Indeed, many of Felix's actions are conventionally morally corrupt (stealing a car, having sex with a man not his boyfriend, etc.), but I think the film presents these actions in a way that emphasizes their intimacy-creating possibilities. He steals the car to impress his "little brother," to share an experience with him. He shares a passionate affair with his "cousin." He is taken under the care of his "grandmother." And he helps out and bickers with his "sister." These ways of interacting with people, the film suggests, are not fixed by some sort of outer structure of familial relations. Instead, we make them through the actions we choose.

About midway through the film, there's an exchange between Felix and Mathilde, the grandmother-figure he encounters, about the soap opera they both love. (In earlier encounters, Felix's boyfriend and "little brother" mock him for watching the show. His "little brother" Jules proclaims soaps to be what grandmothers watch.)

F: You watch this soap?
M: It keeps me company.
F: It's dumb, isn't it?
M: Dumb? It's totally idiotic. But they're so mean, it's fascinating.

This exchange makes it clear that Felix and Mathilde live not in the kind of soap opera world that most people mock yet reproduce (i.e., a selfish, get-what-you-can-for-you-and-yours mentality) but instead in a world where trusting strangers and enjoying fleeting encounters is fulfilling. And even still, they can enjoy the manipulative world of soap operas, delight in the utter ridiculousness of a world closed to trust.

Mathilde is probably my favorite character of the film. As she and Felix part ways, she corrects his "until next time" farewell with a "good-bye," noting that they will never see each other again, but that is ok because life is not about constant nostalgia, an always-yearning for the lost past and lost acquaintences. There are always more and new, unexpected encounters in our present and future. We make the intimacies we enjoy.

I particularly like the use of the sentimental soap opera as a counterpoint to the affective world in which Felix lives. Against the manipulative, conniving world of soap operas, Felix negotiates a world more open to intimacies, even if he does hold some anger and fear of the racist world in which he lives. It is still a world where strangers communicate in good faith, a world where hitchhiking produces relationships rather than ends lives (though even here there is the hint of danger as one of the men who picks up Felix confesses a tendency to pick up lone female hitchhikers...).

      >> 11:53 AM

Saturday, January 04, 2003

Signs are wonderful things. They tell us what to do, or more often, what not to do. They direct us. They correct us. They tell us where we are. They tell us where we want to be.

I started taking pictures of signs while I was in San Francisco. I decided to start a separate page for them. It's a project all its own. [Signs.]

      >> 2:27 PM

More pictures from Cali. Yay.

My mom grows a persimmon tree in front of the house.
These last two fruit are bird food.

I like bare tree branches.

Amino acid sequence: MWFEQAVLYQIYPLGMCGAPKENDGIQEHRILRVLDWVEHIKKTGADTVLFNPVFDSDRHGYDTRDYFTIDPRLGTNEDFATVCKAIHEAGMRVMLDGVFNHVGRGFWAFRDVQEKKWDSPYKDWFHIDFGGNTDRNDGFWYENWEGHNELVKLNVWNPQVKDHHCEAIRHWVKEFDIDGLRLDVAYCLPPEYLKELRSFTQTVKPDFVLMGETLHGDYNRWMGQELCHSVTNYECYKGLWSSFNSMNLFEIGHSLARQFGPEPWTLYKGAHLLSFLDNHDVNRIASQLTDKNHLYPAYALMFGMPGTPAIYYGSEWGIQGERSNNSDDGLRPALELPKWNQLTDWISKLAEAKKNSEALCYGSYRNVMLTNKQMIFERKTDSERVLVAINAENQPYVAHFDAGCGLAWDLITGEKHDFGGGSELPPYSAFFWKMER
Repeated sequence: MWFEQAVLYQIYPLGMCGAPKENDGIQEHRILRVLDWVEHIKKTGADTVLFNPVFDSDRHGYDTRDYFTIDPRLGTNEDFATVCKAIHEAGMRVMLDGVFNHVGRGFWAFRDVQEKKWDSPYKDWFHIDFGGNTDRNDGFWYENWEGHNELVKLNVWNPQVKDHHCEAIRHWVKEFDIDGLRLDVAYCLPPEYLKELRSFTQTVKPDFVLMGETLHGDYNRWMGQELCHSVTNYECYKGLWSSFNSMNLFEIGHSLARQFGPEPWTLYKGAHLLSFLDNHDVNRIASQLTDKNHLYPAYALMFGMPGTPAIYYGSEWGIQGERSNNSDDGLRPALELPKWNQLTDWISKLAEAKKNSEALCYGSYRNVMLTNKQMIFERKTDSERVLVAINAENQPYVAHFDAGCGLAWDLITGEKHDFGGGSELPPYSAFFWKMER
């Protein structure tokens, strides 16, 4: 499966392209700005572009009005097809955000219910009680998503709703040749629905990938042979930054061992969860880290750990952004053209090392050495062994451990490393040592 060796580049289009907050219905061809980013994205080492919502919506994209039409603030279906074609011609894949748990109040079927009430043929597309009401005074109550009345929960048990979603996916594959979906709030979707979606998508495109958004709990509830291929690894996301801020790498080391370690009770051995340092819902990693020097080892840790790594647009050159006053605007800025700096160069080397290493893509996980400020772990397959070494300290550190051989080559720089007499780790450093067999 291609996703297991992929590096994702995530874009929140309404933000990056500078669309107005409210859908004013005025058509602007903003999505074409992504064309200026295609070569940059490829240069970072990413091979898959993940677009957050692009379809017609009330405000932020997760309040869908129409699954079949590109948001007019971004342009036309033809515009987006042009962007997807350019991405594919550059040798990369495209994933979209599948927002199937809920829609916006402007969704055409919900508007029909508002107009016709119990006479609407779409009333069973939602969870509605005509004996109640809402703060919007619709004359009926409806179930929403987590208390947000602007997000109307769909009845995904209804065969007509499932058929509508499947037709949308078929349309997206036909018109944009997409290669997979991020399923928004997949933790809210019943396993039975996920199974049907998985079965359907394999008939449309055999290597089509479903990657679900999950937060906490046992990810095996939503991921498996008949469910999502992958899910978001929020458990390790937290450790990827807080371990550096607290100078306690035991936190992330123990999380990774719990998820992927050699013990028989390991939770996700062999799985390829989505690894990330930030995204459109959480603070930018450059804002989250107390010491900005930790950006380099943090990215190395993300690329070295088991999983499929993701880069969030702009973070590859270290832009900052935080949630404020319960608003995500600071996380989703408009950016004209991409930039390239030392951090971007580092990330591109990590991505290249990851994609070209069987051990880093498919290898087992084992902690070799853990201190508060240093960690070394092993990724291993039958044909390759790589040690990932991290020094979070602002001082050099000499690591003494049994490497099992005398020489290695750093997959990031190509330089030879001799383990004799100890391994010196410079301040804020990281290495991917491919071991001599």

This tree looks odd.

What did the mushroom say to his date at the end of the night?
You're a fun guy.

Windows are cool.

Strip show?

Rob had a rum and coke on New Year's Eve.

I like long camera shutter openings.


Smoke break on the drive from Roanoake, VA, to Durham, NC.

      >> 9:19 AM

Friday, January 03, 2003

Back in Durham. Arrived yesterday. I know this photo-taking craze will subside shortly. But until then, fix yourself a snack or something while these load . . .

I flew out of Raleigh-Durham International Airport. Whee.

Layover at Washington-Dulles where I had to take these buses that run willy-nilly across the runways to connect the terminals.

I arrived at Oakland International Airport. It's become quite a busy little port.

I spent Christmas with the family.

There was also a train.

We walked along the Richmond Marina. There were some ducks.
Someday, I will figure out why mallards travel in threes, with two males and a female.

On Christmas night I picked up Rob from the airport. We stayed with my sister in San Francisco. The next morning we had breakfast at Crepes on Cole, a restaurant that became our regular haunt for our week-long visit.

This is the radio tower on Twin Peaks in San Francisco.

Rob and I then made a pit stop in Orinda to return my mom's car which I had borrowed to pick him up. We watched The Two Towers at the Orinda Theater.

The following day we took the MUNI light rail vehicle downtown.
I saw this beautiful sight outside. Yellow wall, duck, grey pole.

We communed with the smelly and noisy sea lions at Pier 39.

We made our way out to the Golden Gate Bridge in drizzly weather.
We whistled as we walked.

We ended the five or six hours of walking with a cable car ride.

The following day, Saturday, was very wet and stormy.
We drove out to the coast and watched the turbulent Pacific Ocean.

Sunday was the first day the sun decided to make an appearance.
We made it over the Golden Gate Bridge to Muir Woods.

We played amongst the redwood trees.

We spent New Year's Eve with Jo and Carlos, watching Ballistic: Ecks vs. Severs.

On New Year's Day, they took us for a final spin around the city.
We stopped to visit the bison in Golden Gate Park.

We also visited the cliffs and caves along the Pacific Coast.

We should've landed in Raleigh-Durham the morning of the second, but extensive cloud cover and fog reduced visibility to zero.

We were diverted instead to Roanoke, Virginia. A car rental and over three hours later, we finally made it home. Six hours after that, my misplaced checked bag found its way back to me.

      >> 11:54 AM